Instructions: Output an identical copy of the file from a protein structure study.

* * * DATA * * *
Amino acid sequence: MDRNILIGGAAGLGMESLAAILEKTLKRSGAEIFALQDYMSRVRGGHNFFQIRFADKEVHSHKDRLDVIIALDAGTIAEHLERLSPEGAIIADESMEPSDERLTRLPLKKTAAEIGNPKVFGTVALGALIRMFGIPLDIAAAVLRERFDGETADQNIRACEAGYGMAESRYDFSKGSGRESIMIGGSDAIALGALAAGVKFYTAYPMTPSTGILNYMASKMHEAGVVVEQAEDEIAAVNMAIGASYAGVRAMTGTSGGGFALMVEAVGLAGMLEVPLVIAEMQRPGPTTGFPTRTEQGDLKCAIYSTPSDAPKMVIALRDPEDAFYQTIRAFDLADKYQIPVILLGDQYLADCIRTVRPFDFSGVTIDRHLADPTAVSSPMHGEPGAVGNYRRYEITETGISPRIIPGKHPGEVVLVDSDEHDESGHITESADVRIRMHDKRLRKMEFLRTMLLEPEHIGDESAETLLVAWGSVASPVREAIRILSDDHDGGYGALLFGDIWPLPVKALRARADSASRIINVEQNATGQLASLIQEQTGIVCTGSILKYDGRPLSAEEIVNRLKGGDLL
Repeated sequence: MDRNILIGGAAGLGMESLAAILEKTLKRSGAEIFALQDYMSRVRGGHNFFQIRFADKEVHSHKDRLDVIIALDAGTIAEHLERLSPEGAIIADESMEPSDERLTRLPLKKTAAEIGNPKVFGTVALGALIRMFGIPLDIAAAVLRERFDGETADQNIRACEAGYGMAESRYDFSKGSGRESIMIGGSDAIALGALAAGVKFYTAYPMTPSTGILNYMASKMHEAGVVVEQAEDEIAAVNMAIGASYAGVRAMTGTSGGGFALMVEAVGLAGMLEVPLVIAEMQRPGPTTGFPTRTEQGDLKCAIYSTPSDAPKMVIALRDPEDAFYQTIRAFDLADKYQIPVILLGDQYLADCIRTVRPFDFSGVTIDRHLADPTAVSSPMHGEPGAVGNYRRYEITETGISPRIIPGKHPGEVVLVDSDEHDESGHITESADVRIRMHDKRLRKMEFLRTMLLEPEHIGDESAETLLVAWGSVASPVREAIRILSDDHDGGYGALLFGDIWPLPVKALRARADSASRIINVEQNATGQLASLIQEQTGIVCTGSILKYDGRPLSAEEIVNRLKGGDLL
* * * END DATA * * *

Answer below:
Amino acid sequence: MDRNILIGGAAGLGMESLAAILEKTLKRSGAEIFALQDYMSRVRGGHNFFQIRFADKEVHSHKDRLDVIIALDAGTIAEHLERLSPEGAIIADESMEPSDERLTRLPLKKTAAEIGNPKVFGTVALGALIRMFGIPLDIAAAVLRERFDGETADQNIRACEAGYGMAESRYDFSKGSGRESIMIGGSDAIALGALAAGVKFYTAYPMTPSTGILNYMASKMHEAGVVVEQAEDEIAAVNMAIGASYAGVRAMTGTSGGGFALMVEAVGLAGMLEVPLVIAEMQRPGPTTGFPTRTEQGDLKCAIYSTPSDAPKMVIALRDPEDAFYQTIRAFDLADKYQIPVILLGDQYLADCIRTVRPFDFSGVTIDRHLADPTAVSSPMHGEPGAVGNYRRYEITETGISPRIIPGKHPGEVVLVDSDEHDESGHITESADVRIRMHDKRLRKMEFLRTMLLEPEHIGDESAETLLVAWGSVASPVREAIRILSDDHDGGYGALLFGDIWPLPVKALRARADSASRIINVEQNATGQLASLIQEQTGIVCTGSILKYDGRPLSAEEIVNRLKGGDLL
Repeated sequence: MDRNILIGGAAGLGMESLAAILEKTLKRSGAEIFALQDYMSRVRGGHNFFQIRFADKEVHSHKDRLDVIIALDAGTIAEHLERLSPEGAIIADESMEPSDERLTRLPLKKTAAEIGNPKVFGTVALGALIRMFGIPLDIAAAVLRERFDGETADQNIRACEAGYGMAESRYDFSKGSGRESIMIGGSDAIALGALAAGVKFYTAYPMTPSTGILNYMASKMHEAGVVVEQAEDEIAAVNMAIGASYAGVRAMTGTSGGGFALMVEAVGLAGMLEVPLVIAEMQRPGPTTGFPTRTEQGDLKCAIYSTPSDAPKMVIALRDPEDAFYQTIRAFDLADKYQIPVILLGDQYLADCIRTVRPFDFSGVTIDRHLADPTAVSSPMHGEPGAVGNYRRYEITETGISPRIIPGKHPGEVVLVDSDEHDESGHITESADVRIRMHDKRLRKMEFLRTMLLEPEHIGDESAETLLVAWGSVASPVREAIRILSDDHDGGYGALLFGDIWPLPVKALRARADSASRIINVEQNATGQLASLIQEQTGIVCTGSILKYDGRPLSAEEIVNRLKGGDLL